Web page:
At 71, Ms. LaRue says she still enjoys singing the songs that made her and her cohorts music legends.

“The music is so positive. It crosses all age barriers. I’ve had four generations come to the show. With young people, often they have never heard of us. They will come with their parents,” she said.

“After the show, they will come up to us and say, ‘Hey, you were pretty cool.’ ”

She is joined onstage now by Willie Williams, Leonard Tucker, Patrice Morris and Floyd Smith, singing the same arrangements as were heard on the records years ago.

Ms. LaRue thinks that’s important.

“These are people’s memories that you are dealing with. There is no reason to update or change that,” she said.

“People want to remember where they were when they first heard these songs, whether they were in high school or danced to them at the prom, or wherever. Plus they are still good arrangements with great harmonies, so why not?”

Tickets for Florence LaRue and The 5th Dimension are $34. They can be purchased at www.harringtonraceway.com, by calling (888) 887-5687, ext. 5246, or stopping by the Harrington Casino Gift Shop.

Tribute to jazz legends Saturday

As we told you last week, singer Denise King presents “A Tribute to the Great Lady Legends of Jazz” at Dover’s Schwartz Center for the Arts at 7:30 Saturday night.

Ms. King sings pop and jazz standards with touches of the blues, soul and even gospel in a voice steeped in a sophisticated swing, sometimes soulful, satin style.

The tribute includes songs from such singers as Sarah Vaughan, Billie Holiday, Ella Fitzgerald, Dinah Washington and Nancy Wilson.

Noted trumpeter Duane Eubanks also will be featured along with Aaron Graves on piano, Lee Smith on bass, Abraham Burton on tenor sax and Khary Abdul-Shaheed on drums.

Tickets are $25 to $28. To purchase them, visit www.schwartzcenter.com or call the box office at (302) 678-5152.

Dan and James rock out

Also Saturday night, the Delaware Friends of Folk are welcoming 2016 with acoustic rockers Dan and James at 7:30 during the Friends’ monthly coffeehouse.

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The duo of Dan and James perform Saturday at the Delaware Friends of Folk Coffeehouse in Dover. (Submitted photo)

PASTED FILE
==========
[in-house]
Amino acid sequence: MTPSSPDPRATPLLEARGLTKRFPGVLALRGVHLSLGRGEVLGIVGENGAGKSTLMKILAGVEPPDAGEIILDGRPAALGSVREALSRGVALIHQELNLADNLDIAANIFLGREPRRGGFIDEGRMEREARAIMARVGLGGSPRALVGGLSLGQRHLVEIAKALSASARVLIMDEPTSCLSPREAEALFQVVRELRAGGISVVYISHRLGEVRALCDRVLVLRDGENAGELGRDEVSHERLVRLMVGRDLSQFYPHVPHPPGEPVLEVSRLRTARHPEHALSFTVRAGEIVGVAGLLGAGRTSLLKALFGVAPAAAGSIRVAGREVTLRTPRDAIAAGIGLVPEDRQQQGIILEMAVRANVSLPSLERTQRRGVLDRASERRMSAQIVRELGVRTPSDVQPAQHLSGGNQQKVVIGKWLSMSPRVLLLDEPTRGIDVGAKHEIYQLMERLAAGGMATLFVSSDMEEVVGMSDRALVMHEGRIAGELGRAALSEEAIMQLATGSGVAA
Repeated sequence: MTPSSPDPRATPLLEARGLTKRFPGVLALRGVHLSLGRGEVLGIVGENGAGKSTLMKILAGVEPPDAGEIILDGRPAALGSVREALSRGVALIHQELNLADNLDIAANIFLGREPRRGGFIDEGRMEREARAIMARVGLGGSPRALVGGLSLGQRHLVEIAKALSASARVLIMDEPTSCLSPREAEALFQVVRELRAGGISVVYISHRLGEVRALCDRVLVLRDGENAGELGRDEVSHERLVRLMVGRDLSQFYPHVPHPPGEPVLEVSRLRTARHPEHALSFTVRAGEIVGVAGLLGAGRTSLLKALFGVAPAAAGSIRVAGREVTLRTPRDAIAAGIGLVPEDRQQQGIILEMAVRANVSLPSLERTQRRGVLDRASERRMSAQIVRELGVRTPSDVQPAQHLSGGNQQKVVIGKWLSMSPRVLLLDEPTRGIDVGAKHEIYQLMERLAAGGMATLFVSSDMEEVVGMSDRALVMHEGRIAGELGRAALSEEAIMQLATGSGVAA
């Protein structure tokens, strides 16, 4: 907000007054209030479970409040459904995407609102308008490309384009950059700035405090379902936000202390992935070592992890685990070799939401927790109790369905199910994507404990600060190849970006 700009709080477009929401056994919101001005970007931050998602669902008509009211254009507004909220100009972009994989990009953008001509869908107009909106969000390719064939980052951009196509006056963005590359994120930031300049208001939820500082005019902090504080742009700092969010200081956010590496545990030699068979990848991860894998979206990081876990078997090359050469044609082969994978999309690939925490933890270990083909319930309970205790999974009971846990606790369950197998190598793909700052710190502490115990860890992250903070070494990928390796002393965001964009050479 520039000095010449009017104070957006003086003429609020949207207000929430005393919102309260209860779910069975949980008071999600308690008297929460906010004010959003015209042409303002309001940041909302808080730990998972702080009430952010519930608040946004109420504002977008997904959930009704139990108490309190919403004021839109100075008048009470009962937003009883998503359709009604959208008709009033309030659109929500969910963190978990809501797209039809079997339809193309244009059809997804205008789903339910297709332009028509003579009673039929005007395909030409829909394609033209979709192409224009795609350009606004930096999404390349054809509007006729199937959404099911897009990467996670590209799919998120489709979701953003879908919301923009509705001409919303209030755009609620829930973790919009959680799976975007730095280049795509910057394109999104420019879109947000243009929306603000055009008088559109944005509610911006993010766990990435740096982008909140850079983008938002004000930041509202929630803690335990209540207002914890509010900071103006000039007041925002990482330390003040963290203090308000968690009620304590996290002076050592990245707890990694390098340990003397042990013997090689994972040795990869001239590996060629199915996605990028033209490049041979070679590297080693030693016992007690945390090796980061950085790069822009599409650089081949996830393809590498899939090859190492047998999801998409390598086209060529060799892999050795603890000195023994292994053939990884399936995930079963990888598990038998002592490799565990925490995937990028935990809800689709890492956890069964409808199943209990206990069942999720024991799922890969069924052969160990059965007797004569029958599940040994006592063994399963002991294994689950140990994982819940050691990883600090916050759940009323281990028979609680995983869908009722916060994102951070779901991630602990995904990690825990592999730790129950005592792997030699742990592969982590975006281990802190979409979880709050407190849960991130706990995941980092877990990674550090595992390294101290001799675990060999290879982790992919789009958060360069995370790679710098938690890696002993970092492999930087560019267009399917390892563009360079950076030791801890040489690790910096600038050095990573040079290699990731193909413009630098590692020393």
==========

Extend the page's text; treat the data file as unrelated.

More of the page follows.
The duo, consisting of Danny Beck and James Marquardt, are the guitarist and vocalist from the classic rock band Hooverville, recently seen New Year’s Eve at Tom’s Bullpen in Dover.

Dan & James have appeared throughout the local festival and restaurant circuit, while also winning the 2014 Delmarva Folk Hero competition at the Friends of Folk’s Delmarva Folk Festival.

As in Hooverville, they focus on classic rock hits, with hard-driving guitar work and an edgy blues delivery. Saturday night’s audience also can expect to hear a few of the duo’s originals.

Indie singer/songwriter Hanna Paige, from Newark, will be the opening act.

The event takes place at the Wesley College Chapel, Bradford and Division streets in Dover.

For more information about this concert, call (302) 827-FOLK.

Delaware Friends of Folk is supported by a grant from the Delaware Division of the Arts, a state agency, in partnership with the National Endowment for the Arts.

Artwork sought for fest

Attention artists, The Rehoboth Beach Film Society is seeking original submissions to be adapted for the 2016 Rehoboth Beach Independent Film Festival.

The selected submission will become the theme for designing the festival’s poster, program, T-shirt, and other promotional materials. Submissions must be new, original and created with film and coastal Delaware in mind.

Several thousand festival programs will be printed with the chosen artwork on the cover and an interior page devoted to a biography and photo of the selected artist. The program also will be posted on the film society’s website.

The selected artwork will be auctioned at the festival in November with proceeds to benefit the Rehoboth Beach Film Society.

Artists interested in making a submission can visit the film society website for criteria at www.rehobothfilm.com/festival_artwork_guidelines.html — or call the film society office, (302) 645-9095. The deadline for submissions is 4:45 p.m. March 11.

This year’s festival is Nov. 4-12.

Now showing

New in theaters this weekend is the action-adventure film “13 Hours: The Secret Soldiers of Benghazi,” the action-comedy sequel “Ride Along 2” with Ice Cube and “Kevin Hart” and the animated “Norm of the North.”

On download and DVD starting Tuesday is the rap drama “Straight Outta Compton,” the Robert De Niro comedy “The Intern” and the action film “Everest.”

To share news of your entertainment event, venue or group, contact Craig Horleman at 741-8224 or chorl@newszap.com.

Reach features editor Craig Horleman at chorl@newszap.com